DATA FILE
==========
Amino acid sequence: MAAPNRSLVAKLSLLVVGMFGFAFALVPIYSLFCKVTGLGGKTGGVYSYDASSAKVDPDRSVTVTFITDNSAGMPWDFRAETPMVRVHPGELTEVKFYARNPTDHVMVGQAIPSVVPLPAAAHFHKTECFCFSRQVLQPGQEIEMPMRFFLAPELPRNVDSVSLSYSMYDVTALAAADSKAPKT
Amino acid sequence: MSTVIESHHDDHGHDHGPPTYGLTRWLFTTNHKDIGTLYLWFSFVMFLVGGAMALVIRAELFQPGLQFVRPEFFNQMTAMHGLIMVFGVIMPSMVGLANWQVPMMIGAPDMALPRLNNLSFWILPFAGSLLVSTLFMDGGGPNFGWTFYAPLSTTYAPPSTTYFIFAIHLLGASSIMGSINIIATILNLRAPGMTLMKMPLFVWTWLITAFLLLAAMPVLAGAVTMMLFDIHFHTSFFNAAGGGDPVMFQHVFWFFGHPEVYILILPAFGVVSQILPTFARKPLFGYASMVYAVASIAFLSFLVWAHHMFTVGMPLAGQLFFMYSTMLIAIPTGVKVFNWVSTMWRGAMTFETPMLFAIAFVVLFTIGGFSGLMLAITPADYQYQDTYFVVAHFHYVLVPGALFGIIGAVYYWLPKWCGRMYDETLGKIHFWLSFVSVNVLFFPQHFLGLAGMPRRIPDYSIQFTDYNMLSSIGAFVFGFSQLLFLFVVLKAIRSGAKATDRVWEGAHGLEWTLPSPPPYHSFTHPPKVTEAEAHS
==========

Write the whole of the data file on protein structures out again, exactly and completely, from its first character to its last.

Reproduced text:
Amino acid sequence: MAAPNRSLVAKLSLLVVGMFGFAFALVPIYSLFCKVTGLGGKTGGVYSYDASSAKVDPDRSVTVTFITDNSAGMPWDFRAETPMVRVHPGELTEVKFYARNPTDHVMVGQAIPSVVPLPAAAHFHKTECFCFSRQVLQPGQEIEMPMRFFLAPELPRNVDSVSLSYSMYDVTALAAADSKAPKT
Amino acid sequence: MSTVIESHHDDHGHDHGPPTYGLTRWLFTTNHKDIGTLYLWFSFVMFLVGGAMALVIRAELFQPGLQFVRPEFFNQMTAMHGLIMVFGVIMPSMVGLANWQVPMMIGAPDMALPRLNNLSFWILPFAGSLLVSTLFMDGGGPNFGWTFYAPLSTTYAPPSTTYFIFAIHLLGASSIMGSINIIATILNLRAPGMTLMKMPLFVWTWLITAFLLLAAMPVLAGAVTMMLFDIHFHTSFFNAAGGGDPVMFQHVFWFFGHPEVYILILPAFGVVSQILPTFARKPLFGYASMVYAVASIAFLSFLVWAHHMFTVGMPLAGQLFFMYSTMLIAIPTGVKVFNWVSTMWRGAMTFETPMLFAIAFVVLFTIGGFSGLMLAITPADYQYQDTYFVVAHFHYVLVPGALFGIIGAVYYWLPKWCGRMYDETLGKIHFWLSFVSVNVLFFPQHFLGLAGMPRRIPDYSIQFTDYNMLSSIGAFVFGFSQLLFLFVVLKAIRSGAKATDRVWEGAHGLEWTLPSPPPYHSFTHPPKVTEAEAHS